Can High Blood Glucose Affect Our Sleep? | Diabetes Health Page

Can High Blood Glucose Affect Our Sleep?

Can High Blood Glucose Affect Your Sleep

We all know how much we need a good night’s sleep. Unfortunately, falling asleep with type 1 diabetes might be a bit more difficult than usual. These people experience sudden spikes and dips in their blood sugar levels, especially during the night.

According to the Sleep Disorder Program at the Louis Stokes Cleveland VA Medical Center, around 40- 50% of people with this chronic condition don’t get enough sleep.

Furthermore, getting proper rest is crucial for managing blood glucose levels and improving the overall health. As a result, it is highly important to get the sleep we need. But, what makes it so difficult for people with this condition?

How can someone fix this problem and beat these sleeping disorders? Here is everything we need to know about it.

How Type 1 Diabetes Affects Sleep

Both the psychological and behavioral aspects of the disease make it more difficult to get enough sleep and keep the condition in check. In addition, the lack of sleep can affect the disease’s development, progression, and even complications.

According to researchers, a good night’s sleep is crucial for managing the condition, improving metabolic and cardiovascular health. Lack of sleep in healthy adults can significantly affect the metabolism and cause various heart diseases.

So, instead of sleeping for 5 hours, it is important to sleep 8.

Sleep Apnea

Those with sleep apnea stop and continue breathing repeatedly during their sleep. This problem prevents them from falling into deep states of sleep. In addition, they can’t sleep properly. Some of the signs of sleep apnea are:

  • excessive snoring during the night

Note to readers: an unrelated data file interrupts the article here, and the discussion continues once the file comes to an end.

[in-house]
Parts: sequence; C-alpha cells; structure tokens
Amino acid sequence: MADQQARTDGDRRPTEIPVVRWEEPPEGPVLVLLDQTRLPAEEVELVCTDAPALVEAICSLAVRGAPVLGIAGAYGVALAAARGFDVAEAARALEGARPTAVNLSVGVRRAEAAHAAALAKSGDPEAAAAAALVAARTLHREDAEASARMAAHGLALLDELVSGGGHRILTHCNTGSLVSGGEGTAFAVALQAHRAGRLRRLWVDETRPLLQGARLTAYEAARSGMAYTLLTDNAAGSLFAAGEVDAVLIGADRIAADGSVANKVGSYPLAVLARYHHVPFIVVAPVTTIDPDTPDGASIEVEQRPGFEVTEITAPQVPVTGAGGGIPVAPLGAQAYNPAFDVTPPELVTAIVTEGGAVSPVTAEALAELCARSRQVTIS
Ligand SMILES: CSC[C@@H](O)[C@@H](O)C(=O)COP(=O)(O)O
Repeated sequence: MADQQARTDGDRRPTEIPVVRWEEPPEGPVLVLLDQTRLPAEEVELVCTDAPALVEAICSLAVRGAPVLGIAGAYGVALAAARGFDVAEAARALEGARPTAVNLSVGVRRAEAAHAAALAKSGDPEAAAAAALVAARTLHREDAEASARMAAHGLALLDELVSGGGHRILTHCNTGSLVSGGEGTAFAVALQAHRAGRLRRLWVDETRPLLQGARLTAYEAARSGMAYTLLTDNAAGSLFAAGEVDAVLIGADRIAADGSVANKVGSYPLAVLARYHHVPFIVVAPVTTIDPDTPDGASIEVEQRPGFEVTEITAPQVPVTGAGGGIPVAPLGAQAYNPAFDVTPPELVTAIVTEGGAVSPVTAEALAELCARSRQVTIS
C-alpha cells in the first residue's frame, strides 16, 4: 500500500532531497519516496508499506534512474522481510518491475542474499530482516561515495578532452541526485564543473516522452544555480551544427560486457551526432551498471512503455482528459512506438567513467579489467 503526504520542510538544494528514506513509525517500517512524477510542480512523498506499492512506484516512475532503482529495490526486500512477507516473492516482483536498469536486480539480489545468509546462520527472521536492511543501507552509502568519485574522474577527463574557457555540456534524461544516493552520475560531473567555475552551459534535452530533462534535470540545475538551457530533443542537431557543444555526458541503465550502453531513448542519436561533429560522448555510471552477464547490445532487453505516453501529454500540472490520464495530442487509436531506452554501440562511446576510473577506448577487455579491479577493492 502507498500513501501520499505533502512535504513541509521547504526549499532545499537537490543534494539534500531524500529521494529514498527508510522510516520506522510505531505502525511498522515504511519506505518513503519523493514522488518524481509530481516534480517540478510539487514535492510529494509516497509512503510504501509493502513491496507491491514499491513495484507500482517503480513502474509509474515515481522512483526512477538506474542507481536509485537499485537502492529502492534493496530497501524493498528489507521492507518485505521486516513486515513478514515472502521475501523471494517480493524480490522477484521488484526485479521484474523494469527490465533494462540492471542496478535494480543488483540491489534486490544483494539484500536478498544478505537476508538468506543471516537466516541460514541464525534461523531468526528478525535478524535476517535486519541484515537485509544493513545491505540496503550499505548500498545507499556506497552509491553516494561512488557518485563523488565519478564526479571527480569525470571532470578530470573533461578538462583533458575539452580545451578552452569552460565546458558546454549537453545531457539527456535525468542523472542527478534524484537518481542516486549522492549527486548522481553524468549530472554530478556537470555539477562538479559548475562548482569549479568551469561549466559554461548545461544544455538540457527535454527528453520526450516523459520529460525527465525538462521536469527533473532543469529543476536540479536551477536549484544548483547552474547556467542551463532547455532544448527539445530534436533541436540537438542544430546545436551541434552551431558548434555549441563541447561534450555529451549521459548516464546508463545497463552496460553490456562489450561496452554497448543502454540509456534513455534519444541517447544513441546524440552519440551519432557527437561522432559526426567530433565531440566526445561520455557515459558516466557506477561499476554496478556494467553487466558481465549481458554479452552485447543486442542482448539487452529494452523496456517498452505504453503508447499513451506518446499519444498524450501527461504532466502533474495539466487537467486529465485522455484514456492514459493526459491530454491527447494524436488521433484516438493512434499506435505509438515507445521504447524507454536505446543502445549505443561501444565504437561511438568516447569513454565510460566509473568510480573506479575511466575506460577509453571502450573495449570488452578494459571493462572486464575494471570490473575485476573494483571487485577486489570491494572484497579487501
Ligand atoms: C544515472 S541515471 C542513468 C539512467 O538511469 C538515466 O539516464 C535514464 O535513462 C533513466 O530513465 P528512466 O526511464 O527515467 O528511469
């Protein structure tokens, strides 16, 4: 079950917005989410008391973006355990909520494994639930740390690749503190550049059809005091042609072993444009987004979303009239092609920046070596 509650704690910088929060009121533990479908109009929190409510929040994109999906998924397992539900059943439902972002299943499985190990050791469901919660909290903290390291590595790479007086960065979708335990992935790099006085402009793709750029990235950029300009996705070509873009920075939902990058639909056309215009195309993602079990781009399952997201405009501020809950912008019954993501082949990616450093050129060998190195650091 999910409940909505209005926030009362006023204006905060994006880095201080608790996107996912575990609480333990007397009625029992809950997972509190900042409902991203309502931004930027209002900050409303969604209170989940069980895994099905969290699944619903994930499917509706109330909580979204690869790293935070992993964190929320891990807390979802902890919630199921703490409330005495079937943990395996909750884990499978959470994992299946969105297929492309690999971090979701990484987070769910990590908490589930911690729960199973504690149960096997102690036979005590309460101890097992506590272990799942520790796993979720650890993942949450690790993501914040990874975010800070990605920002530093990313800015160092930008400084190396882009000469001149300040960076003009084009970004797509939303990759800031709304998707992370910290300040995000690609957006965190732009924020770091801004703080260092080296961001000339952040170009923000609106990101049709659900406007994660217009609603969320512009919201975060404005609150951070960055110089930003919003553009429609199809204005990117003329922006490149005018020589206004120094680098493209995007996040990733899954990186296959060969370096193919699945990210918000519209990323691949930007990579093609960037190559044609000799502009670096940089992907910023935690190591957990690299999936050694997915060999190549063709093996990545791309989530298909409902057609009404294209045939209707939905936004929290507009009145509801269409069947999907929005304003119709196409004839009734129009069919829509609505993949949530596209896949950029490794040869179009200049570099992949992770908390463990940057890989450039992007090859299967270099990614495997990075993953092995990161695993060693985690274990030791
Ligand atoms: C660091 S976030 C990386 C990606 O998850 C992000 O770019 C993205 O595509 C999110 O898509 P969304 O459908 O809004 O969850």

• drowsiness during daytime

Moreover, there are 2 kinds of sleep apnea. The first one is the obstructive apnea. It appears when the upper airway (or the throat region) becomes narrower and loses its levels of oxygen. As a result, it triggers brain response that wakes a person up.

The second kind of sleep apnea is central sleep apnea. It happens when the brain sends confusing signals to the muscles in order to control the breathing. In addition, they don’t allow the person to fall into a deep sleep.

As records claim, this sleep apnea probably occurs only in those who have had type 1 diabetes for an extended period. The best way to avoid such a problem is to focus on leading a healthy lifestyle and try to deal with the emotional stress.

How to Deal with Sleep Apnea

If we have sleep apnea it is important to consult with our doctor about the steps we should take in dealing with this problem. Moreover, if our child has the disease and has sleeping disorders, it is important to seek help from a pediatrician.

In the end, a doctor will further examine us to locate the source of the problem and be able to treat it accordingly. Plus, this problem is easy to treat. To get the breathing in check, a person has to use an oral breathing device to lessen up the mucus in the airways.

Night Seizures

According to researchers, about 75% of all diabetic seizures happen in the middle of the night. The drastic decrease in blood sugar levels can cause these problems during sleep. Therefore, we should always take precautions and keep our blood glucose levels in check.

As a result, we suggest monitoring blood glucose levels at all times, especially before going to bed.


How to Get a Good Night’s Sleep

Here is what we can do to sleep better:

  • keep the blood glucose levels in check
  • go to bed and wake up at the same time every day (follow a routine)
  • ventilate the room at all times
  • avoid stressful situations
  • eat food that’s good for blood sugar levels so that the stomach won’t have trouble digesting it
  • exercise regularly